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Posted By Ann

A younger Bantam hen lived with a rooster and two more hens I had decided in my wisdom (or lack of) would be good companions for her. They were a self contained group who had been together since hatching, and they didn't want her. She ate alone, and slept by herself at the far end of the perch. Eventually I moved her to another run where the resident rooster was her clutch sibling. There was none of the usual disturbance when a fresh hen joins a group, the rooster welcomed her joyfully and she is now one very happy little hen. I learned something about family ties and memory in these so-called simple creatures.

Hens are not alone in being the victims of our patronizing attitude. We talk about “silly asses”, “stupid donkeys” and “stubborn mules”, not only about the animals but people who we believe are foolish. We more often than not call animals stupid when their intelligence exceeds our own!

Cats are not at all “catty” as we use the word. They do not gossip and say spiteful and hurtful things behind people’s backs, they are honest and up front.

We profess to love, almost revere, dogs calling them “Man’s Best Friend” and rely on them to do a wide range of very responsible tasks from guiding the blind, herding our flocks, assisting law enforcement officers and helping in dangerous rescue work. They give us companionship and unconditional love ungrudgingly, yet when we want to say something really denigrating about another person we call them either a bitch or a son of a bitch.

Most unfairly we refer to people unable to get on together as “fighting like cat and dog” yet the vast majority of cats and dogs sharing the same home do so far more amicably than many humans.
Pigs - forced to live appalling and unnatural lives have given us expressions like “Greedy pig”; “pigging out” and “living in a pigsty”.

If we say a person is “bovine” or “cow like” we mean lacking in intelligence and sensitivity. The list is endless and speaks more for the superiority complex we exhibit in our relationship with our animal friends than their shortcomings..
We need to revise our way of describing badly behaved people as “behaving like animals” and instead say that anti-social animals are “behaving like humans”!

Time to think before we speak- and remember we are the species lousing up the world for ourselves and the other creatures who share it with us.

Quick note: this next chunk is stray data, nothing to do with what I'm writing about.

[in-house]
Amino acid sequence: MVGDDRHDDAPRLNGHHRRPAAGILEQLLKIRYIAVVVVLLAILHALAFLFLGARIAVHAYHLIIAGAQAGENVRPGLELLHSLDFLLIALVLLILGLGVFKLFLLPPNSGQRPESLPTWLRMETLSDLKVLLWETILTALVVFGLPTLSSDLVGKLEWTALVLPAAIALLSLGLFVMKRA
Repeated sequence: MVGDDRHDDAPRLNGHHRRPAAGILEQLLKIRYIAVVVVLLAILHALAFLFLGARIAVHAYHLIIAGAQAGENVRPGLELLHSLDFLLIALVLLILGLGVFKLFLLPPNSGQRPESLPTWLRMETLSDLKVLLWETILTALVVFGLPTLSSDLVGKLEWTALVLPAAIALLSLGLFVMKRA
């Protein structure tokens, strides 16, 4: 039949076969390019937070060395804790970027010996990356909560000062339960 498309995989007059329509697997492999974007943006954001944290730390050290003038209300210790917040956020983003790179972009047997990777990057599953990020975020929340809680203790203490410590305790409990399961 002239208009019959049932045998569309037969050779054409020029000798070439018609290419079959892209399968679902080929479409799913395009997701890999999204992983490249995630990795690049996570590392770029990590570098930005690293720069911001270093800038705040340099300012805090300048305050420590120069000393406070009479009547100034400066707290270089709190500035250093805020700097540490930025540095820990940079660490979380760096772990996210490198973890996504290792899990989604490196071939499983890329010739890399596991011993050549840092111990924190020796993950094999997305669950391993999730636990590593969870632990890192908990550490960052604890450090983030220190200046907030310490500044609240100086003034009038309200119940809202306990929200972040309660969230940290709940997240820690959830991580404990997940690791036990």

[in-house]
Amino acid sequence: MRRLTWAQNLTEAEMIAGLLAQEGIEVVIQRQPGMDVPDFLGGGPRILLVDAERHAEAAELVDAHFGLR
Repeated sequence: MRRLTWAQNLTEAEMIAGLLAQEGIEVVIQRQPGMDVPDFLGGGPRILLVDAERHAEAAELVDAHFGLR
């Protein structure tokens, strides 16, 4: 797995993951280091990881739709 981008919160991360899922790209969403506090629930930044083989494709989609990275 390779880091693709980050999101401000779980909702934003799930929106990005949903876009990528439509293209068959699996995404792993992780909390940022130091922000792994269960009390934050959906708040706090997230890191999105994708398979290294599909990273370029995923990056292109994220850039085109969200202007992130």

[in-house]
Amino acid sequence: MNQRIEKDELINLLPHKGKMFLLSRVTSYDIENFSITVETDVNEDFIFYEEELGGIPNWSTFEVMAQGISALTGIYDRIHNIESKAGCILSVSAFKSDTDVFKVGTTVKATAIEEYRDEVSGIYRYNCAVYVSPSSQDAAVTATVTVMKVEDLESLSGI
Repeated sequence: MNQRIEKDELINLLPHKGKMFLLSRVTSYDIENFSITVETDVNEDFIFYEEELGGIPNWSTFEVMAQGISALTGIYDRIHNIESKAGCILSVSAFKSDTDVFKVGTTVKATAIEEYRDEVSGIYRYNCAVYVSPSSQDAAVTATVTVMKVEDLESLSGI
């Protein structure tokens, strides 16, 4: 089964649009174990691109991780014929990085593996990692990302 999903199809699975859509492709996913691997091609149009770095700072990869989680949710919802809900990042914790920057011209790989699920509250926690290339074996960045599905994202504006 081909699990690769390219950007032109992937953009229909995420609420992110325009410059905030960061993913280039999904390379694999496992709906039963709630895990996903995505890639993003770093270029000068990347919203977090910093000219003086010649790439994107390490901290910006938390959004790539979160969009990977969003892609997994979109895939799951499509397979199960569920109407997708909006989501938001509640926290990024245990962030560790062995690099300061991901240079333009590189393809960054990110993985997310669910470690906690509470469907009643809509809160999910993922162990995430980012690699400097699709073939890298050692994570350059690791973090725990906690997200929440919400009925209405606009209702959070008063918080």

Posted By Ann
If you can start the day without caffeine or pep pills,
 If you can be cheerful, ignoring aches and pains,
 If you can resist complaining and boring people with your troubles,
 If you can eat the same food every day and be grateful for it,
 If you can understand when loved ones are too busy to give you time,
 If you can overlook people accusing you when you are not guilty,
If you can take criticism and blame without resentment,
If you can face the world without lies and deceit,
 If you can conquer tension without medical help,
If you can relax without liquor,
If you can sleep without the aid of drugs,
 If you can do all these things...
Then you are probably the family dog.
Anon.

    It was when I read  these wise words from an unknown author  that I thought about the odd, to us food fads of some of the dogs and cats I have known.   
    Dogs, we are told are carnivores but can live on an omnivorous diet but cats are obligate carnivores yet I have been  astonished by the odd tastes both cats and dogs can develop.
    I once had a Boxer who adored raspberries and could pick them off the cane and help herself. Becky also loved chocolate and once stole and ate a large block of Cadbuury Milk without any apparent ill effects. It had been left on the table overnight and all that remained in the morning were the wrappings, the silver foil laid out flat as if by a human hand.

 

Henry

        Henry is my much loved little rescue dog.of mixed breed whose very favorite treat is a piece of raw carrot. He is deeply hurt if I  give a pony carrot without offering him a piece.
       I have heard it said that if a huddle of people are earnestly discussing something in a corner at a party, the chances are that they are comparing the bizarre gourmet tastes of their cats. I once had  a cat who loved raw tomatoes and would steal them from a salad whenever he got the chance.  Another  I knew  had an even stranger taste, he loved oranges; yet another  nuts,
and yet another was a chocoholic.  No one had told her, it is poisonous to cats and dogs. It was impossible for anyone to eat chocolate if Sheba was in the room without offering her a piece, she would jump  on the person enjoying this tasty treat and snatch it from their fingers with her paw.

           Mr. Mistoffelees, whose story and photo feature in my book THE POWER OF THE CAT has two very uncarnivourous tastes, he likes a slice of bread or toast spread with Marmite for his lunch and just loves any sweet bread such as fruit loaf or Boston Bun. on the theory of A little of what you fancy does you good I indulge him. I also try to see that all my animals get an interesting and varied diet. Food, after all, should be a pleasure not just a means of survival.

 

 

 
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Ann
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Australia

 
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